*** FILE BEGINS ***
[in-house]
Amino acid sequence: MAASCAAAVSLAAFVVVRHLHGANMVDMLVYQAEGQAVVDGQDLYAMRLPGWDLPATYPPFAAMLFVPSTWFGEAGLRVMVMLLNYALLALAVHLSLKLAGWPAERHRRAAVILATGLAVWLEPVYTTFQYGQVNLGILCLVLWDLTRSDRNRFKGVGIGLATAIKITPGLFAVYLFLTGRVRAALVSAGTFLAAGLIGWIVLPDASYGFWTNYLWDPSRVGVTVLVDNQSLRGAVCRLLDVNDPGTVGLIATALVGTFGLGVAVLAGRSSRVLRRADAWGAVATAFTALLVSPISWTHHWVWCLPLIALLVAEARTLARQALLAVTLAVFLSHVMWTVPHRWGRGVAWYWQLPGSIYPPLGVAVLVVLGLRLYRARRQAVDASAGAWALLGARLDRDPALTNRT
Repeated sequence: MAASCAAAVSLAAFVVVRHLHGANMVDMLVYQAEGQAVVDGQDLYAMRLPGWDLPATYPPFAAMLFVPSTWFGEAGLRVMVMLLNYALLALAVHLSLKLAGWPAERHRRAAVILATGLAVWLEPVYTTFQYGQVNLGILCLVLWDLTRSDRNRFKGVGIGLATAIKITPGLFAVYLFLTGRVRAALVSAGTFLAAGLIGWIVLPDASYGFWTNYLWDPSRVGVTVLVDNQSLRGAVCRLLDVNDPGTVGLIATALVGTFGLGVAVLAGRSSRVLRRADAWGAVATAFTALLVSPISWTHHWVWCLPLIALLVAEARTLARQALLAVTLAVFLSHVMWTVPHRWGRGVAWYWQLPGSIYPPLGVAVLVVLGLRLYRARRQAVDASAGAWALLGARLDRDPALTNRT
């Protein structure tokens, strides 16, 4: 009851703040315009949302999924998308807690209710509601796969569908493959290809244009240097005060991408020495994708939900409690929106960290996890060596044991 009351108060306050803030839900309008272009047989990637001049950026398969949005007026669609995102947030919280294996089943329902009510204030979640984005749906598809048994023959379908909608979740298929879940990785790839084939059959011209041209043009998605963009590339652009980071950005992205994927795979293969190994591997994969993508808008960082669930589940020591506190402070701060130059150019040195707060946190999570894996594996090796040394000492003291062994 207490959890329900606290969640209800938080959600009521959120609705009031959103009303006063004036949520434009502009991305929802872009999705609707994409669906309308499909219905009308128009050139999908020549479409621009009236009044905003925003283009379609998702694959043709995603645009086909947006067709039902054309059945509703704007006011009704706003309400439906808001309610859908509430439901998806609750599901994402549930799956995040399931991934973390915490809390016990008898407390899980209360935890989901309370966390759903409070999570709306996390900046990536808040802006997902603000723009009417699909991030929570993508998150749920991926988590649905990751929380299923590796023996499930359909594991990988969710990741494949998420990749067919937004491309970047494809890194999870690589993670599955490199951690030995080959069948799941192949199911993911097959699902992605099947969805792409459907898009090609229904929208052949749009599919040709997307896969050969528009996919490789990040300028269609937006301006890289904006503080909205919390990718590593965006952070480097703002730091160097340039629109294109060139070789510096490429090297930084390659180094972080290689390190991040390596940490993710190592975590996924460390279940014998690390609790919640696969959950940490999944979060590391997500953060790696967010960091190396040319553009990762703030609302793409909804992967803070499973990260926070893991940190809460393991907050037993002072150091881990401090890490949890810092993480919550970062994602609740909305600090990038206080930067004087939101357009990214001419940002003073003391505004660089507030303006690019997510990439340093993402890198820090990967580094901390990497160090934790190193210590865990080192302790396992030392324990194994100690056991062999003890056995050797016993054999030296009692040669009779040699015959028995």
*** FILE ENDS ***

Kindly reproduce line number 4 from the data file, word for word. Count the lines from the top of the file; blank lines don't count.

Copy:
């Protein structure tokens, strides 16, 4: 009851703040315009949302999924998308807690209710509601796969569908493959290809244009240097005060991408020495994708939900409690929106960290996890060596044991 009351108060306050803030839900309008272009047989990637001049950026398969949005007026669609995102947030919280294996089943329902009510204030979640984005749906598809048994023959379908909608979740298929879940990785790839084939059959011209041209043009998605963009590339652009980071950005992205994927795979293969190994591997994969993508808008960082669930589940020591506190402070701060130059150019040195707060946190999570894996594996090796040394000492003291062994 207490959890329900606290969640209800938080959600009521959120609705009031959103009303006063004036949520434009502009991305929802872009999705609707994409669906309308499909219905009308128009050139999908020549479409621009009236009044905003925003283009379609998702694959043709995603645009086909947006067709039902054309059945509703704007006011009704706003309400439906808001309610859908509430439901998806609750599901994402549930799956995040399931991934973390915490809390016990008898407390899980209360935890989901309370966390759903409070999570709306996390900046990536808040802006997902603000723009009417699909991030929570993508998150749920991926988590649905990751929380299923590796023996499930359909594991990988969710990741494949998420990749067919937004491309970047494809890194999870690589993670599955490199951690030995080959069948799941192949199911993911097959699902992605099947969805792409459907898009090609229904929208052949749009599919040709997307896969050969528009996919490789990040300028269609937006301006890289904006503080909205919390990718590593965006952070480097703002730091160097340039629109294109060139070789510096490429090297930084390659180094972080290689390190991040390596940490993710190592975590996924460390279940014998690390609790919640696969959950940490999944979060590391997500953060790696967010960091190396040319553009990762703030609302793409909804992967803070499973990260926070893991940190809460393991907050037993002072150091881990401090890490949890810092993480919550970062994602609740909305600090990038206080930067004087939101357009990214001419940002003073003391505004660089507030303006690019997510990439340093993402890198820090990967580094901390990497160090934790190193210590865990080192302790396992030392324990194994100690056991062999003890056995050797016993054999030296009692040669009779040699015959028995």